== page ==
Port Allen mayor makes changes as effort to oust her grows
PORT ALLEN — Two Port Allen city councilmen said Monday they are joining the recall effort to have Mayor Demetric “Deedy” Slaughter removed from office, claiming she has created such a hostile work environment that five employees chose to quit their jobs recently.
Councilman Garry Hubble said he signed the recall petition over the weekend after finding out Melita Rasberry and Robin Ackerman, two administrative coordinators, told the mayor on Friday they were quitting, effective immediately.
“Enough is enough,” Hubble said Monday. “All of these people wanted their jobs. Some have left with nothing in hand; no prospect of another job. Some have given up retirement benefits. How bad can it be if you’re going to leave without that?”
Councilman Hugh “Hootie” Riviere said Monday he intends to sign the recall petition on Tuesday.
“I’m doing this to show the employees we are willing to try anything to get them some relief,” he said. “Those are two really fine ladies. My heart goes out to them. I texted with both of them today and they’re still both upset.”
The mayor said Monday that she is making changes at City Hall.
Slaughter confirmed, via email, that Terecita Pattan, an administrative coordinator, and two utility clerks, Kaci Daigle and Kathy Pierson, also recently resigned from the city.
Slaughter did not give the women’s departure dates, and the only explanation the mayor gave in response to why the five women quit was, “most of them were offered other jobs.”
“I am limited in my response because this is a personnel matter,” Slaughter said in the email. “My comment on this matter is that I have been requesting the employees of this small office to cross train their individual jobs with another employee who can serve as a backup for their respective work duties. We thank them for their service to the City of Port Allen.”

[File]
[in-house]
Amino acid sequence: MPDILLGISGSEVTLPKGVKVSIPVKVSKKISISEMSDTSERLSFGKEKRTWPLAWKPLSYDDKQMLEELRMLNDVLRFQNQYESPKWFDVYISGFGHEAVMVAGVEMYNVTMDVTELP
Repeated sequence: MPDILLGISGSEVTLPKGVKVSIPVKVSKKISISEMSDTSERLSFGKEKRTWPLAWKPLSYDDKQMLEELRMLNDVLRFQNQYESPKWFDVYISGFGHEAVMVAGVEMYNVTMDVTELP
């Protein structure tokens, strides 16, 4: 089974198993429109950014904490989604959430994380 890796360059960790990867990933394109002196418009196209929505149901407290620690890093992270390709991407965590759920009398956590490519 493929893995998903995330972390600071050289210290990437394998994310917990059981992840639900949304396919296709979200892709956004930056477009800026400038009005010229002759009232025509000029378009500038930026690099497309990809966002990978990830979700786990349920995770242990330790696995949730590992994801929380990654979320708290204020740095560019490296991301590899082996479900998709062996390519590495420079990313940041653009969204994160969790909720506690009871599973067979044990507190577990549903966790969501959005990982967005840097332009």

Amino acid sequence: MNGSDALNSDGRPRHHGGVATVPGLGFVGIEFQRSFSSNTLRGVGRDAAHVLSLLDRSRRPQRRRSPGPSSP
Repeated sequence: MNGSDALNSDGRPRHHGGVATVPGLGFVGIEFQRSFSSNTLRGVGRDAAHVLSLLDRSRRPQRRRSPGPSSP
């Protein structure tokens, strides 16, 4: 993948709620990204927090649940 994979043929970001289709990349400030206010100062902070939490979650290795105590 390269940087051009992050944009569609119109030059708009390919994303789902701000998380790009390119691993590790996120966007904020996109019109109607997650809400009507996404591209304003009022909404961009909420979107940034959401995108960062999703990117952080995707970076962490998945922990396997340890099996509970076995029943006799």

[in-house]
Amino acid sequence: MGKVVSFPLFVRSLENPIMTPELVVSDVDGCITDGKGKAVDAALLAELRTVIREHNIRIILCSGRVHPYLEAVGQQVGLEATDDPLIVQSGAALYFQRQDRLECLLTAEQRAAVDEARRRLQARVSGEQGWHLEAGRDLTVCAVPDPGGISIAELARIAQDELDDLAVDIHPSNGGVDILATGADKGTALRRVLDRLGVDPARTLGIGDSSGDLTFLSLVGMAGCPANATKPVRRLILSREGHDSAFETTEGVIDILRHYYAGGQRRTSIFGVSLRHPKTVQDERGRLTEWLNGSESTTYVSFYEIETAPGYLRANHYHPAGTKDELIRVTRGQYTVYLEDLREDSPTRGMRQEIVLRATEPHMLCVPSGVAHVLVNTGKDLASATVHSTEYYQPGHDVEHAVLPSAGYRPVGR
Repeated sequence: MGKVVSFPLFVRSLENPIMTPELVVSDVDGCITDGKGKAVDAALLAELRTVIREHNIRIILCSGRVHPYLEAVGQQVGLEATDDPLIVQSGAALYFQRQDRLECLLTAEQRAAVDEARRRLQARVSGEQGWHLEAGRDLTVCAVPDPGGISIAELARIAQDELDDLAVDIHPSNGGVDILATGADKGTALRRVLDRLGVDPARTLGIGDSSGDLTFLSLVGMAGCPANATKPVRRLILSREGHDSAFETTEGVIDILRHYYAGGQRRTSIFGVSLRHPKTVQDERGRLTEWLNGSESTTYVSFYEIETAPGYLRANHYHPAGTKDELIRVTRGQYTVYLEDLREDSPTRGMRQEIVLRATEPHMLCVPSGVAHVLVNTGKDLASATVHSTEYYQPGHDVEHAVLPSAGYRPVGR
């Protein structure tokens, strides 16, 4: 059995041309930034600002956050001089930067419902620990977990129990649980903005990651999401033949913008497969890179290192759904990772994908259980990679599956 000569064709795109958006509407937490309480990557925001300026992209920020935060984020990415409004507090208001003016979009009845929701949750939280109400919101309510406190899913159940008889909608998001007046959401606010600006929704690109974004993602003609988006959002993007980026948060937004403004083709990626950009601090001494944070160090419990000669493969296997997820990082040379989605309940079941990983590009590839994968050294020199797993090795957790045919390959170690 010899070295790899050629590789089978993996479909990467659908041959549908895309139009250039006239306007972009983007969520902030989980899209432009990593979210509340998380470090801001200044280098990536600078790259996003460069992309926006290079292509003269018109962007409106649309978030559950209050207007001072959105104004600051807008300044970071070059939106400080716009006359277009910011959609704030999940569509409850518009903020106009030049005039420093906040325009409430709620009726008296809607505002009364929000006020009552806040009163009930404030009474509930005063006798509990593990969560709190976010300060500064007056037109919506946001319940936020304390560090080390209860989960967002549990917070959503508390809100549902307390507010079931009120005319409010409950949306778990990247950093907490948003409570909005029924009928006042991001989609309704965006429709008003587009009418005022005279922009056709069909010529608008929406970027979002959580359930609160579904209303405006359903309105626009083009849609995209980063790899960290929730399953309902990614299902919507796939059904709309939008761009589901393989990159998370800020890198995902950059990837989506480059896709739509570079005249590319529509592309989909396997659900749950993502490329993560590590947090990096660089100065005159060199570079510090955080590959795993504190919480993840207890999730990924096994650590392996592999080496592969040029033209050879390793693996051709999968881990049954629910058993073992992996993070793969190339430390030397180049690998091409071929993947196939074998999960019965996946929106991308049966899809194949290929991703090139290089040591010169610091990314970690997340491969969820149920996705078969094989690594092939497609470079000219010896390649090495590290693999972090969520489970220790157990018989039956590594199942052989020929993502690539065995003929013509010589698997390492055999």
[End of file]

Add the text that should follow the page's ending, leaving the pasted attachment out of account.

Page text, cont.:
The mayor said she is reviewing all of the administrative jobs in the city and hopes to combine the duties of several positions before she attempts to fill any remaining vacancies.
But it was revealed during a council committee meeting on Aug. 7 that Slaughter has already filled the utility clerk vacancies.
Hubble and Riviere criticized the mayor’s actions because they said she sidestepped council approval to make the appointments.
“None of these hires have had council approval; no protocol was followed,” said Hubble, chairman of the council’s Personnel and Finance Committee. “This move on the recall is the best thing for the city. We need a change in leadership.”
Councilwoman Ray Helen Lawrence declined to comment Monday on the recall effort.
Councilmen Brandon Brown said Monday he will not sign the petition.
Councilman At-Large R.J. Loupe said Monday he hasn’t decided whether he will join the recall effort.
“At this point, I’m going to say no, but I’m not going to say no, no, no,” Loupe said. “I don’t want to sign it, but we can’t afford to loose too many more good employees.”
Loupe said he is apprehensive about signing the petition because he briefly served as the mayor after former Mayor Derek Lewis resigned in June 2011 when Lewis was facing federal prison time for his involvement in a bribery-racketeering scandal.
Loupe, Riviere and Hubble filed a lawsuit against Slaughter on June 25 which asserted the mayor had exceeded her executive powers of “supervision and direction” in municipal affairs.
The lawsuit identifies Ackerman as the employee receiving a directive from Slaughter that she be paid a salary of $84,960 despite the mayor’s salary being set by the council at $65,000 a year when she took office Jan. 1.
Slaughter has been the target of a recall since June 7.
The recall group needs the signatures of at least one-third — or 1,273 — of the city’s qualified voters at the time the petition was filed in order to get the Governor’s Office to issue a proclamation ordering an election be held for the purpose of recalling Slaughter.
The group has until Dec. 4 to submit the signed petition to the parish’s Registrar of Voters Office.